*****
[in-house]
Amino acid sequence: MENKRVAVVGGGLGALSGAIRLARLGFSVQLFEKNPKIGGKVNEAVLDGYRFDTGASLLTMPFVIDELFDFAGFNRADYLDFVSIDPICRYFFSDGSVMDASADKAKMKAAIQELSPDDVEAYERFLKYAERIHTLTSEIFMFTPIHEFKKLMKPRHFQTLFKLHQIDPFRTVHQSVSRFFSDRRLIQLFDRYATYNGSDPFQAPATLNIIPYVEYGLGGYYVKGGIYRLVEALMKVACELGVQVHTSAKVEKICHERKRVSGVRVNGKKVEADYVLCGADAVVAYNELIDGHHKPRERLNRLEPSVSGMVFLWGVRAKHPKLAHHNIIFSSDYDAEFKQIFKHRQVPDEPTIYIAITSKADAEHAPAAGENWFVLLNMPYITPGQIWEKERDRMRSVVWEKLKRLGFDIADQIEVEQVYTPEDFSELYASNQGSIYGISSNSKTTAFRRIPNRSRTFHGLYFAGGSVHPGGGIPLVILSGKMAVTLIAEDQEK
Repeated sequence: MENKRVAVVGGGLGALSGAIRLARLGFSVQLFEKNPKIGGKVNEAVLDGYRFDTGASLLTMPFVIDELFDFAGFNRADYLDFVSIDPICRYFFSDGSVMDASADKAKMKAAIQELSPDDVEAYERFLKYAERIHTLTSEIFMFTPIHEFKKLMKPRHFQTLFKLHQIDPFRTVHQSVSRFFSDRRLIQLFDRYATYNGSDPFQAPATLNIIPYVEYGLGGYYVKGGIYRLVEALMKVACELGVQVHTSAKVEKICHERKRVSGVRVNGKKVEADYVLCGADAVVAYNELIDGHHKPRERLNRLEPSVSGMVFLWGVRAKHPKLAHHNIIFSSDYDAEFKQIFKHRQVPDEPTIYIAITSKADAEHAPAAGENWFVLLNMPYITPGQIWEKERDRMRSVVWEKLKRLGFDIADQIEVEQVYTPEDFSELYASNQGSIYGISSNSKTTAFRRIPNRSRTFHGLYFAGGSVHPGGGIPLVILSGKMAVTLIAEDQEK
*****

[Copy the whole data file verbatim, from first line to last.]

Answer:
[in-house]
Amino acid sequence: MENKRVAVVGGGLGALSGAIRLARLGFSVQLFEKNPKIGGKVNEAVLDGYRFDTGASLLTMPFVIDELFDFAGFNRADYLDFVSIDPICRYFFSDGSVMDASADKAKMKAAIQELSPDDVEAYERFLKYAERIHTLTSEIFMFTPIHEFKKLMKPRHFQTLFKLHQIDPFRTVHQSVSRFFSDRRLIQLFDRYATYNGSDPFQAPATLNIIPYVEYGLGGYYVKGGIYRLVEALMKVACELGVQVHTSAKVEKICHERKRVSGVRVNGKKVEADYVLCGADAVVAYNELIDGHHKPRERLNRLEPSVSGMVFLWGVRAKHPKLAHHNIIFSSDYDAEFKQIFKHRQVPDEPTIYIAITSKADAEHAPAAGENWFVLLNMPYITPGQIWEKERDRMRSVVWEKLKRLGFDIADQIEVEQVYTPEDFSELYASNQGSIYGISSNSKTTAFRRIPNRSRTFHGLYFAGGSVHPGGGIPLVILSGKMAVTLIAEDQEK
Repeated sequence: MENKRVAVVGGGLGALSGAIRLARLGFSVQLFEKNPKIGGKVNEAVLDGYRFDTGASLLTMPFVIDELFDFAGFNRADYLDFVSIDPICRYFFSDGSVMDASADKAKMKAAIQELSPDDVEAYERFLKYAERIHTLTSEIFMFTPIHEFKKLMKPRHFQTLFKLHQIDPFRTVHQSVSRFFSDRRLIQLFDRYATYNGSDPFQAPATLNIIPYVEYGLGGYYVKGGIYRLVEALMKVACELGVQVHTSAKVEKICHERKRVSGVRVNGKKVEADYVLCGADAVVAYNELIDGHHKPRERLNRLEPSVSGMVFLWGVRAKHPKLAHHNIIFSSDYDAEFKQIFKHRQVPDEPTIYIAITSKADAEHAPAAGENWFVLLNMPYITPGQIWEKERDRMRSVVWEKLKRLGFDIADQIEVEQVYTPEDFSELYASNQGSIYGISSNSKTTAFRRIPNRSRTFHGLYFAGGSVHPGGGIPLVILSGKMAVTLIAEDQEK